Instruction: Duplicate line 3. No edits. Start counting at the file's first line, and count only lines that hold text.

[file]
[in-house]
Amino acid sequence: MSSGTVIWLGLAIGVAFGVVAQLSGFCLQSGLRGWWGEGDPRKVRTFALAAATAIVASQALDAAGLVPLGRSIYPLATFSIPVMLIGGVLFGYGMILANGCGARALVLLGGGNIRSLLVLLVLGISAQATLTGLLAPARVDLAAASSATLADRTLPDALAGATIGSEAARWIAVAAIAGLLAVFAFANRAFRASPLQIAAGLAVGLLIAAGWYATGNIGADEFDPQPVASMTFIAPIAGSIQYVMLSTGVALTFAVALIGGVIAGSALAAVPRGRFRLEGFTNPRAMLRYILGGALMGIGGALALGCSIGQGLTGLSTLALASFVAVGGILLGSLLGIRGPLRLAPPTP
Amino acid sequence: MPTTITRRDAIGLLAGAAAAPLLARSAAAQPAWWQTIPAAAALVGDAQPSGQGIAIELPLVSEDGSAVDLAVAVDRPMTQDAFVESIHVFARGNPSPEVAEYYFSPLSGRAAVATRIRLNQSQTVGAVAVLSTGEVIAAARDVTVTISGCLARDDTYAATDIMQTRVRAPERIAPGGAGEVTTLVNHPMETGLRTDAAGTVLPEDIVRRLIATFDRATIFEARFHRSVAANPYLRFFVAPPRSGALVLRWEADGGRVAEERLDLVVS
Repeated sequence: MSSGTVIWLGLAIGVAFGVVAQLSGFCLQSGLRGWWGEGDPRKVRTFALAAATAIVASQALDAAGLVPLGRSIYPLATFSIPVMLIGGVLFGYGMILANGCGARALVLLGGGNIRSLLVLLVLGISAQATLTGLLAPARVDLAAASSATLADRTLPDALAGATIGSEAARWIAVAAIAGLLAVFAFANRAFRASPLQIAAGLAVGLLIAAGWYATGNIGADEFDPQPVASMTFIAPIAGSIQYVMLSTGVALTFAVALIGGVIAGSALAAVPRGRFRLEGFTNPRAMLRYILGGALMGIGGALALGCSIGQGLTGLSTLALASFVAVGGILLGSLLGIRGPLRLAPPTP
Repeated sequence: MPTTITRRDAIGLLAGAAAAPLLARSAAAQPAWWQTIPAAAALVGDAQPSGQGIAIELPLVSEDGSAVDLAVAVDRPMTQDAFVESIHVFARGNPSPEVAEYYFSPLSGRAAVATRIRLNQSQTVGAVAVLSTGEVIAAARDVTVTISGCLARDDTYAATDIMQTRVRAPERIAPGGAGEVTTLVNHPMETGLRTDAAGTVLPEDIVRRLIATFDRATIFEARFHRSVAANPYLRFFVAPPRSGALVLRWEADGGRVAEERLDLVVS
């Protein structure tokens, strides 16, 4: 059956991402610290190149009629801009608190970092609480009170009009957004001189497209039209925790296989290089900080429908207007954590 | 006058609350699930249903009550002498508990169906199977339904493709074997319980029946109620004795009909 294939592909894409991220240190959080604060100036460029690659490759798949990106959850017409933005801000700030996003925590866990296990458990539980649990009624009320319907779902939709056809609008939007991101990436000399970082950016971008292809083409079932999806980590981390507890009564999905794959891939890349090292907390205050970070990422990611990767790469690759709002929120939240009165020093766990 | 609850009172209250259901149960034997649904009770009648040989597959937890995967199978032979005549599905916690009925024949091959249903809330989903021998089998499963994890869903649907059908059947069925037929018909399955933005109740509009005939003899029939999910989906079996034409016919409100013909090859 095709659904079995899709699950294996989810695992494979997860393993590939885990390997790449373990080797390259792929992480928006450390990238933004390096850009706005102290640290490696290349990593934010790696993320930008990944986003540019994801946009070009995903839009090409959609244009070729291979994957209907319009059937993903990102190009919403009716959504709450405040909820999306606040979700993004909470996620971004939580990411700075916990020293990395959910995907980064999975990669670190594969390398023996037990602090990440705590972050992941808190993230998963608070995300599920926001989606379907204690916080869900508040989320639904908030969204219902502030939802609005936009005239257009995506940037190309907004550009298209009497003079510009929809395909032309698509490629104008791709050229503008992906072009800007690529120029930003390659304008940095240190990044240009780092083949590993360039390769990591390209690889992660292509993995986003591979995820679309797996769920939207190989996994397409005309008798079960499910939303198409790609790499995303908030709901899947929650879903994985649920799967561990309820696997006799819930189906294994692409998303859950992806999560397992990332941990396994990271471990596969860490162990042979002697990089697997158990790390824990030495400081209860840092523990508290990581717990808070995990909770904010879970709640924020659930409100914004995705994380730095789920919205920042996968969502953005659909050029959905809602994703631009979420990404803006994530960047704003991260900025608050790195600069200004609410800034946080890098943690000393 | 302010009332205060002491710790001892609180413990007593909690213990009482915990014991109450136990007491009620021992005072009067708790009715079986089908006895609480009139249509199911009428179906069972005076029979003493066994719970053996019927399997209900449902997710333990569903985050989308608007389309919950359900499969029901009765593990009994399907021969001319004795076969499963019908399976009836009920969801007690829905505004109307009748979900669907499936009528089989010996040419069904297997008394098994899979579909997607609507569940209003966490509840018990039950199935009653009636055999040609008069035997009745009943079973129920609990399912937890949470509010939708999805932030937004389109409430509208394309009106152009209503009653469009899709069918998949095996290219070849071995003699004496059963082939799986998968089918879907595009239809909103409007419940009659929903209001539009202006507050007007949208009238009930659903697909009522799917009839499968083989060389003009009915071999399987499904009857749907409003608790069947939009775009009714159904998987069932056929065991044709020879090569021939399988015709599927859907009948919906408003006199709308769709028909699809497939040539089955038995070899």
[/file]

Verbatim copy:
Amino acid sequence: MPTTITRRDAIGLLAGAAAAPLLARSAAAQPAWWQTIPAAAALVGDAQPSGQGIAIELPLVSEDGSAVDLAVAVDRPMTQDAFVESIHVFARGNPSPEVAEYYFSPLSGRAAVATRIRLNQSQTVGAVAVLSTGEVIAAARDVTVTISGCLARDDTYAATDIMQTRVRAPERIAPGGAGEVTTLVNHPMETGLRTDAAGTVLPEDIVRRLIATFDRATIFEARFHRSVAANPYLRFFVAPPRSGALVLRWEADGGRVAEERLDLVVS